Servings: 10 cups One 29-ounce can Libby’s 100% Pure Pumpkin Organic puree or two 15-ounce cans of Libby’s Pumpkin Organic, or other brands. (Not the same as pumpkin pie filling) 3 large cans chicken broth or 1 box of Empire Kosher organic chicken broth, 32 ounces. I used 48 ounces of chicken broth. 4 tablespoons margarine 2 white onions, finely diced. I used two small boxes. 2 large carrots, sliced 4 ribs celery, diced 3 to 4 tablespoons flour 1 teaspoon salt 1/4 teaspoon white pepper Curry powder, to taste. I used 1 tablespoon. Spray bottom of large pot with cooking spray. Melt margarine. Saute onion until golden brown, along with sliced carrots and diced celery. Make sure the vegetables don’t stick to bottom or turn too brown. Can add more margarine if needed. Keep stove top temperature on low heat. Blend in flour. Add pumpkin puree. Raise heat. Gradually add chicken broth and seasoning. Bring to boil uncovered. Stir every so often so the mixture doesn’t stick. Cover and simmer on a low heat for 30 minutes Pour the soup a little at a time into a blender, so it doesn’t splatter or spill over when you turn on the machine. Start the blender for a few seconds on a slow speed, and then puree, which is faster. Add curry and stir into the pureed soup. From the blender, pour into a container with a lid. Soup is good hot or cold and freezes well. The soup can also be served in scooped out small pumpkins or mugs. I put a fresh sprig of dill on each serving. You can also use parsley if you prefer. Enjoy! Flora Rosefsky is a contributer.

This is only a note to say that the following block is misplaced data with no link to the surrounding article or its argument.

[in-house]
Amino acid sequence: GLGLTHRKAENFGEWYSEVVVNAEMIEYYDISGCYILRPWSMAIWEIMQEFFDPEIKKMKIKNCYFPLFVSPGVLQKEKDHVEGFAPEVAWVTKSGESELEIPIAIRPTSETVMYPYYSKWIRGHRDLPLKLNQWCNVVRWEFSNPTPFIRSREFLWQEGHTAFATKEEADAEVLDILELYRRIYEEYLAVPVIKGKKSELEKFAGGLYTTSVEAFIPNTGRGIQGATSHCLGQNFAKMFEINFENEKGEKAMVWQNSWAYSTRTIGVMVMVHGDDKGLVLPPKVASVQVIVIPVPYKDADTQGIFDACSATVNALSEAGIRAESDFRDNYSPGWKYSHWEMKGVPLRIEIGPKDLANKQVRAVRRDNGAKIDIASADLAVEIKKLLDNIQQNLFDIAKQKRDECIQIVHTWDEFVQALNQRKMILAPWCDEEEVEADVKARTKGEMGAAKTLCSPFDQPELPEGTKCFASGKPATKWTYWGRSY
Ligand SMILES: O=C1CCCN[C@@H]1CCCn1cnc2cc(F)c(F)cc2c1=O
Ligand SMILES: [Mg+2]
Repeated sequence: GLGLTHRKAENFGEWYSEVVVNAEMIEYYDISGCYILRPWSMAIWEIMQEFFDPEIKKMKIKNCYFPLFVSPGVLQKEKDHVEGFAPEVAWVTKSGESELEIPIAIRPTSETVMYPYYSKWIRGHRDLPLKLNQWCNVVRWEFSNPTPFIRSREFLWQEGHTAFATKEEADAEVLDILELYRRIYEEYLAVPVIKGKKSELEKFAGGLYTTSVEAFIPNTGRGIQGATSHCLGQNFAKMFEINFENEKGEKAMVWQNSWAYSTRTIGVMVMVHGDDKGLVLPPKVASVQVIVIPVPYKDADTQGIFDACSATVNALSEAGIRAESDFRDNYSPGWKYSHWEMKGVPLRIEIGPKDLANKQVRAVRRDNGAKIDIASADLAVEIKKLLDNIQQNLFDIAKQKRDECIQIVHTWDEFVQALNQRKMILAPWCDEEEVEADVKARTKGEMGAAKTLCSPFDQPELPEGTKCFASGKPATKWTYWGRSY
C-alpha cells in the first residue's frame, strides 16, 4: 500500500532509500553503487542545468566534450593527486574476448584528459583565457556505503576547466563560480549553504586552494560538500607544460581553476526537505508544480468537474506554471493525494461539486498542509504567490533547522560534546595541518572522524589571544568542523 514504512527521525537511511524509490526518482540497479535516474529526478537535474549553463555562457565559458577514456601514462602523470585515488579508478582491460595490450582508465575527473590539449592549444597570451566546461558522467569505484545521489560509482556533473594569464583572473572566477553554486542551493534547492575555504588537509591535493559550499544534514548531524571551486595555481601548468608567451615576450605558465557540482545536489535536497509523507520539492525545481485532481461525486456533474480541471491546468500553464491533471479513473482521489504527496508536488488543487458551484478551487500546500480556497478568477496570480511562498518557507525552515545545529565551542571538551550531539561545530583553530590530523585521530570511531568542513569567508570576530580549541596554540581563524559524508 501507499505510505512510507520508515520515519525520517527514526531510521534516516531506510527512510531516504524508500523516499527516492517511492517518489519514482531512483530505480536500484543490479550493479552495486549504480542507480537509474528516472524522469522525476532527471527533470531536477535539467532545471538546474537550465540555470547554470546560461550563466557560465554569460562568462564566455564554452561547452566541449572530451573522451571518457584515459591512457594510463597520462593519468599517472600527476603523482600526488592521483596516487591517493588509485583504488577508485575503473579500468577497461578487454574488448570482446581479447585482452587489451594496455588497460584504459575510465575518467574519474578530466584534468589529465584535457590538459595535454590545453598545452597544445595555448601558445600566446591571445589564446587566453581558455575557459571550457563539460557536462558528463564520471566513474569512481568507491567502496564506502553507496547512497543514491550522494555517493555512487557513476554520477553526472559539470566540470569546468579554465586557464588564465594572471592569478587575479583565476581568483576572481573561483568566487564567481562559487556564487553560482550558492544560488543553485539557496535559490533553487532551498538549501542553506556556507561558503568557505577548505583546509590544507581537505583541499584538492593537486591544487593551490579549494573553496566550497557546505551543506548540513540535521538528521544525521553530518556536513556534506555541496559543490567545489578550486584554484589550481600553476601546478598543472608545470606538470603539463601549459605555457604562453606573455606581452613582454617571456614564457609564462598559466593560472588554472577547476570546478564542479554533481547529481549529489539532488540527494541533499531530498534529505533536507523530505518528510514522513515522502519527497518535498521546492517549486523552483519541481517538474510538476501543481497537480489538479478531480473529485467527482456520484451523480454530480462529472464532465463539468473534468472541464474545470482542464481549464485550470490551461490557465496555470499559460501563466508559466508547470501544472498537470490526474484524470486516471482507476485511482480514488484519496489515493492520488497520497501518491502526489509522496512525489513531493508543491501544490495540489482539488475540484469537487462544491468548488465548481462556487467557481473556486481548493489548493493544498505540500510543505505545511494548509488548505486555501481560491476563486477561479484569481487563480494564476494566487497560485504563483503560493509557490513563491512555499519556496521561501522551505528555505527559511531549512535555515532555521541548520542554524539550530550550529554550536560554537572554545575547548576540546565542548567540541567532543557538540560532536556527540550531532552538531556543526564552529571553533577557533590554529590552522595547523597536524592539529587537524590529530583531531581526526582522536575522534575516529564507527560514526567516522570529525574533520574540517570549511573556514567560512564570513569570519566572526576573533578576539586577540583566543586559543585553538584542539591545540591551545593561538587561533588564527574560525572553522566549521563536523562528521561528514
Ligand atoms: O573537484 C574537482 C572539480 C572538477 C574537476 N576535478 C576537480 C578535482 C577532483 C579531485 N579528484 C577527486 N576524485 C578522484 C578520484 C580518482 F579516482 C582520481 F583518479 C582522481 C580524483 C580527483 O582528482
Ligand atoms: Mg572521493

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DINING Authenticity is the Key to District M

The favorites are green tea panna cotta with red bean paste, right, and “not too sweet” chocolate mousse with rum, foreground.